“An asset based approach makes visible and values the skills, knowledge, connections and potential in a community”
This approach means that we are putting families and their voices at the centre of our work, working from what is working well, not what is lacking. It is not an easy way to work and requires professionals to be able to work with and alongside, to put our agendas to one side and to start from a place of strength not of deficit. The Family by Family approach in Australia has been codesigned with families voices and experiences as front and centre, which gives us a solid foundation to work from. In Stoke as we are connecting with more families we will be able to localise this further and ensure that we are building on the strengths of the families but more importantly the change that they want to see. My vision is that this doesn’t only happen within the family link ups but is also modelled across all of the layers of the project and has wider impacts for how Stoke organises and delivers services but also builds upon wider community networks.
Networks and connections are vital, we know that having quality connections personally and professionally enriches our lives and wellbeing. Family by Family has the potential to create lasting friendships but also thriving networks of families who are supporting each other. Imagine if we can build a sustainable network of families that have opportunities to use their gifts and talents and are alongside each other during tough times without needing to become another cog in a service.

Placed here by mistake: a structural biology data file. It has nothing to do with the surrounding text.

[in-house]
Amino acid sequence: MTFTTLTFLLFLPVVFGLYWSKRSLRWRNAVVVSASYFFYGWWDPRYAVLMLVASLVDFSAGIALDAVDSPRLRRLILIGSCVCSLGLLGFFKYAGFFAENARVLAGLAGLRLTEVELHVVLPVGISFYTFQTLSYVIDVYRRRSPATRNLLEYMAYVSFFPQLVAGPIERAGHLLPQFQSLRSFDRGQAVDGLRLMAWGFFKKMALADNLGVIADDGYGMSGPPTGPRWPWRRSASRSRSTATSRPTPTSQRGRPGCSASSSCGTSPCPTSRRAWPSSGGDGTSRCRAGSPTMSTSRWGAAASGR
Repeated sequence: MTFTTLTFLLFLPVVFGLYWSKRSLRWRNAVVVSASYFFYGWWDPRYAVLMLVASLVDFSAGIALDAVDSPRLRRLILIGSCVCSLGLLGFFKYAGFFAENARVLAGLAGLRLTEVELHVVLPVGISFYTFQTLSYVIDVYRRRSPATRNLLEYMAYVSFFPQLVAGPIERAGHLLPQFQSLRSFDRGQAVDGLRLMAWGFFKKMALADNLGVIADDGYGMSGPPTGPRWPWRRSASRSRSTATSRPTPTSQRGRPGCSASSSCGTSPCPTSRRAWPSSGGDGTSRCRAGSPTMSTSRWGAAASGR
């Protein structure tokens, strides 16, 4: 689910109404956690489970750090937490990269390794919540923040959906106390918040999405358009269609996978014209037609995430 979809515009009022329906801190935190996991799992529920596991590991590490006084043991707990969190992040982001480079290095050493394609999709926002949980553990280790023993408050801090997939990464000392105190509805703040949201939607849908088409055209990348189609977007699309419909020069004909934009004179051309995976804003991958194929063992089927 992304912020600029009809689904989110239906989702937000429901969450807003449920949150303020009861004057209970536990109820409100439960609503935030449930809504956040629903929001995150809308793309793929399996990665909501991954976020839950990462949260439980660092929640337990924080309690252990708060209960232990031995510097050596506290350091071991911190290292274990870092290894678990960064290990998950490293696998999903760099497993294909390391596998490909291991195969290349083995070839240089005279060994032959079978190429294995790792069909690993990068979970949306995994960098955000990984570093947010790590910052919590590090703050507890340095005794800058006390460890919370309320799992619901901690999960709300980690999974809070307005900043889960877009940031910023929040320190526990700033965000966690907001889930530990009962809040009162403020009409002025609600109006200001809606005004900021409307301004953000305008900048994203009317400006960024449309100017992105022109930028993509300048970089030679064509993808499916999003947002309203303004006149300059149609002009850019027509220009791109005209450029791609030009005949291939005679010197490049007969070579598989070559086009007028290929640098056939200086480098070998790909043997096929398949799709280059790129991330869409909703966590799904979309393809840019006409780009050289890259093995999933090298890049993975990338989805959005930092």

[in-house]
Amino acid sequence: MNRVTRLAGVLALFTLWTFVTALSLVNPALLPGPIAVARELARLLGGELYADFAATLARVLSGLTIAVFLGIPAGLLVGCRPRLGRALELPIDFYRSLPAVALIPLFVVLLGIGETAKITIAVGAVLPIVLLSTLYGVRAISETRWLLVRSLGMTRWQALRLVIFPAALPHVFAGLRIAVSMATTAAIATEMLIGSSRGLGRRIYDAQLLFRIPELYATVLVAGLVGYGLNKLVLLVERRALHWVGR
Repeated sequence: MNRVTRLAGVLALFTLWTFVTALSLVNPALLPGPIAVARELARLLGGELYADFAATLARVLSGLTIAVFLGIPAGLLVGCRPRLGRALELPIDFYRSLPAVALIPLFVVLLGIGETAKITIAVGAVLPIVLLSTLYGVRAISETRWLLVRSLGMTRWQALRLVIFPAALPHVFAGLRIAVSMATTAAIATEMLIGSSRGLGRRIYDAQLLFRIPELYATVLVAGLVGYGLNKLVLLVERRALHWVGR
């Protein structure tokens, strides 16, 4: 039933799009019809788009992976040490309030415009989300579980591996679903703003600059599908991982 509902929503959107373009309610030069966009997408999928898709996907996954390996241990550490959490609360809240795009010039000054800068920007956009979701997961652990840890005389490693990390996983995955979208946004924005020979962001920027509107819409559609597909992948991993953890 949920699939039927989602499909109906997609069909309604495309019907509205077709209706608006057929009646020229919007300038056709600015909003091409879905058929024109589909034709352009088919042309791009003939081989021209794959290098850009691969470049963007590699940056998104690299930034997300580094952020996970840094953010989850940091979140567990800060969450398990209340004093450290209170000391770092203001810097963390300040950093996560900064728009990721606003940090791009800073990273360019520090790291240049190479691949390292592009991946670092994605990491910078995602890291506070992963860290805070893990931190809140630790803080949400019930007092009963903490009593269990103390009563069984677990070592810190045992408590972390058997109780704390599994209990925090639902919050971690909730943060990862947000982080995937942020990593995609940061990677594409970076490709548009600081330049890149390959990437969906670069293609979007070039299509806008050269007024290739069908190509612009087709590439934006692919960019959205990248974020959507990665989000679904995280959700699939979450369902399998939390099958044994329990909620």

We are very close to making our first link ups in Stoke- exciting! The principles of coaching and nurturing through relationships also requires our coaches to help families to reflect on the actions they are taking. The process of reflecting and learning helps us to see what we might be able to do differently next time or to learn from what we did that was a success. As a project team we will be mirroring this process throughout our work so that we can check in on how we’re helping families to make changes and ensuring that we are putting their strengths and desires first. We’d love to extend an invitation to anyone who wants to learn and reflect with us as the project develops. We all have gifts to share, why not follow us @familybyuk to join the conversation.
Carly brings a wealth of expertise in project design, management and development of community-led and volunteering programmes across the UK. More recently, she has been working in the hospice sector, leading an award-winning End of Life and social isolation programme, scaling a project born in East London with 10 other hospices in the South East. She recently completed an MA in Social Entrepreneurship with distinction at Goldsmiths college London. Alongside her role as National Programme Manager for Family by Family she is also Founding Director of The Loss Project, a social enterprise exploring grief and loss in communities. She spends a lot of her time boxing, which is a new found passion and working her way through a mountain of books. She speaks Spanish and always has a creative project on the go, at the moment she is enjoying experimenting with collage.